Second, differentiated instruction must lead to student success in the class at the same level as other students. We can't be lowering the bar or we relegate low performing students to long lasting low performing status. Differentiation must be scaffolding that leads to learning at the same level as the other students. This means that kids who are behind or who struggle to learn must put in additional effort and we have to help them do that.

Saraswati's picture

Thank you for sharing your experience with this. Since I'm a teacher in India, my first question is - what class size would you generally be referring to when you say "a classroom?"

I had 27 kids in my third-grade class with both gifted and challenged learners, as well as medium range kids and atleast one with attention issues. I find it natural to work in a way that each child gets what he/she needs - individual goals, individual-specific expectations from me etc. At the same time I was also a subject teacher to two second grade classes of 29 students each. Needless to say I did feel completely burnt out at the end of the year.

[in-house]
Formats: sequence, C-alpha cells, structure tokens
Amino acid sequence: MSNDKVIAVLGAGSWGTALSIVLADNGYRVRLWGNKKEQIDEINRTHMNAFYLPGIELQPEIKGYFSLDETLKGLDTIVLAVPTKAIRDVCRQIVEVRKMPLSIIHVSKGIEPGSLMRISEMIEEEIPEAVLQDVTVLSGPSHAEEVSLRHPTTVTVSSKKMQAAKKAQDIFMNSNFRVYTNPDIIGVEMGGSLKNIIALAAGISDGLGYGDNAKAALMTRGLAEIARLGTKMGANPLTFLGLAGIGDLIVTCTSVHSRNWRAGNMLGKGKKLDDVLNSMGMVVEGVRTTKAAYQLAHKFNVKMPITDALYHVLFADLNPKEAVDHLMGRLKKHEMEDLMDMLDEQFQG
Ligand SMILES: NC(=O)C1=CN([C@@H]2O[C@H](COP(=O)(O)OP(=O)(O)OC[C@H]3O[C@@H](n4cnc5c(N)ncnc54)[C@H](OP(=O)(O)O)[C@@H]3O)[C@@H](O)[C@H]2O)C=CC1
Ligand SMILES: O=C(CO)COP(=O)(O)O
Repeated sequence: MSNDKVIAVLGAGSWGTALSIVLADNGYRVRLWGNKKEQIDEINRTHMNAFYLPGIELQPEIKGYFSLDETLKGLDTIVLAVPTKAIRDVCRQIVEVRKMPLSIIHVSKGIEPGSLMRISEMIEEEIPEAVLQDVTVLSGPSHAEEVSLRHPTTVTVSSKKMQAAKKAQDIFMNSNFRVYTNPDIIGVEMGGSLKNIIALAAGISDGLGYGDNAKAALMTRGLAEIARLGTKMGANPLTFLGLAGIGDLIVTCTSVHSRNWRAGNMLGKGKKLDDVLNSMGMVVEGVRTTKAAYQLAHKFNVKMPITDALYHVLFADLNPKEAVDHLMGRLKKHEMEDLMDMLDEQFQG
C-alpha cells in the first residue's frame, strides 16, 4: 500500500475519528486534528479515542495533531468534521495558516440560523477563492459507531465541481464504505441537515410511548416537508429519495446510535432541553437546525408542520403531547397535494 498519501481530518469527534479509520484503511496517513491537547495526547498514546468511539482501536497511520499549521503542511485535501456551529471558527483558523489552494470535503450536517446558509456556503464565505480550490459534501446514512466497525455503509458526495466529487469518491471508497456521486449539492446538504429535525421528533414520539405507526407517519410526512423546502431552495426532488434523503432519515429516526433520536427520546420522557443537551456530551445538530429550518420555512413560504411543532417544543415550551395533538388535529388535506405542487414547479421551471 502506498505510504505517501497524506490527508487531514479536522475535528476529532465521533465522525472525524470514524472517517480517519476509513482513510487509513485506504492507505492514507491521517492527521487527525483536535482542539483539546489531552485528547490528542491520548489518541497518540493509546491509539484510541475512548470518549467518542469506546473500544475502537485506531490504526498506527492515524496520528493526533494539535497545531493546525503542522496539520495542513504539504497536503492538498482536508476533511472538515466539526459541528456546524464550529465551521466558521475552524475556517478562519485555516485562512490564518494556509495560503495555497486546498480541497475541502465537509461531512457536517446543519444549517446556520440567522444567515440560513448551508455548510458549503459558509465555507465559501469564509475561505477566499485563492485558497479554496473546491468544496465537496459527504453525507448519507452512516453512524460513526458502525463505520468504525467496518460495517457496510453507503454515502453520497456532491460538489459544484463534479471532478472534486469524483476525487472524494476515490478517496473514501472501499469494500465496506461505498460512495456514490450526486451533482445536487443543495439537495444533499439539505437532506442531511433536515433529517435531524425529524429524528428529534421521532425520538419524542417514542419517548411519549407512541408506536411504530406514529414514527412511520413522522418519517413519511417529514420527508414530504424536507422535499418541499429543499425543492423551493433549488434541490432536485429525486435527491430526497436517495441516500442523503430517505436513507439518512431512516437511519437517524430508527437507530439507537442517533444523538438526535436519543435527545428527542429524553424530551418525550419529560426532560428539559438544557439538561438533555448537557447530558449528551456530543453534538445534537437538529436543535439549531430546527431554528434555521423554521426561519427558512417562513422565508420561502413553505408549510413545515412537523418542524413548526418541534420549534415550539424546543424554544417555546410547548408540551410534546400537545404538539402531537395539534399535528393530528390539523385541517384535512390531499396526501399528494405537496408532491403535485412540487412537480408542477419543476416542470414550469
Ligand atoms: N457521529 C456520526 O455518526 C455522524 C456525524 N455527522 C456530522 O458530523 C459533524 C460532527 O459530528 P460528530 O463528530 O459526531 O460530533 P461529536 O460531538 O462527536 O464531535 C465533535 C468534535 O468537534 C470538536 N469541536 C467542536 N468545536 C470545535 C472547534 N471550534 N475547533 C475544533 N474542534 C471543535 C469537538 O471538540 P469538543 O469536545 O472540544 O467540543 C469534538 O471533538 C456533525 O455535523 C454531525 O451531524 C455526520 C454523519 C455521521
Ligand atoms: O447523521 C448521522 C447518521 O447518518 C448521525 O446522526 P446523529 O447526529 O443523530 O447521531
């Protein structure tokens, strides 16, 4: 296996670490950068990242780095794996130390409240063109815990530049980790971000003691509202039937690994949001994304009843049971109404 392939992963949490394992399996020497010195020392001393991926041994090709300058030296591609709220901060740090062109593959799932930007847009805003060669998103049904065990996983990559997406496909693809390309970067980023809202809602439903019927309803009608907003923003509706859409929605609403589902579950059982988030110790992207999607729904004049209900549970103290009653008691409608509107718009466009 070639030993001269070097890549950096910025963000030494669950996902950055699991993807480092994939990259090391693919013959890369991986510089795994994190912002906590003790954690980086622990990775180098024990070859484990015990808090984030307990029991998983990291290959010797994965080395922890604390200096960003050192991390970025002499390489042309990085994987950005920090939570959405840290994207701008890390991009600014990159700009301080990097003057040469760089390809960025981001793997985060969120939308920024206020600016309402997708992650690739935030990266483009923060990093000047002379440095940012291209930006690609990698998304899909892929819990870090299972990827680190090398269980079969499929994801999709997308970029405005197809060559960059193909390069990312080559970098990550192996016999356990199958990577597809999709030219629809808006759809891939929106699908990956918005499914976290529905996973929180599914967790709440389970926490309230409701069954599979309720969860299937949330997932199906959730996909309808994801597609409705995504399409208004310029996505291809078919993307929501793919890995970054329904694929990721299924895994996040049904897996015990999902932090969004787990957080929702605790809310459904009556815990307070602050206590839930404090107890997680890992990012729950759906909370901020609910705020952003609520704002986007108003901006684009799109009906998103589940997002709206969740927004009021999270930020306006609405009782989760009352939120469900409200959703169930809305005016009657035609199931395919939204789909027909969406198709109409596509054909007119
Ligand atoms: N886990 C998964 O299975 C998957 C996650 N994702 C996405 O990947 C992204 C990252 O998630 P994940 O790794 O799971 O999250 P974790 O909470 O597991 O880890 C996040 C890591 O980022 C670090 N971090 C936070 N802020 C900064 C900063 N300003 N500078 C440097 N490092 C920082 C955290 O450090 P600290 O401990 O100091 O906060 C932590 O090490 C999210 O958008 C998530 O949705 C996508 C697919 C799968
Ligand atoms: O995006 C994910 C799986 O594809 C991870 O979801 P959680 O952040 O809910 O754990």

What do you think of the feasibility of large class sizes and differentiated instruction?

Peter D. Ford III's picture

Saraswati, you could have replaced 'teacher in India' with 'teacher in South Los Angeles', or 'teacher in Washington, D.C.' or 'teacher in Philadelphia'! We have empathy for your plight completely. Large classes hinder differentiation greatly, so your obligation is to do the best you can with what you have. 'Scouting' your students before the year would help greatly, but as one person said you often have to scavenge for the appropriate information (student records, Special Education plans, etc.).
While many in education like to spout the phrase 'research says', I question how much definitive research exists on differentiation because it's so difficult to gather scientific data on classroom instruction. It does seem that larger classes are harder to differentiate because the 'variables,' i.e. students, are too numerous.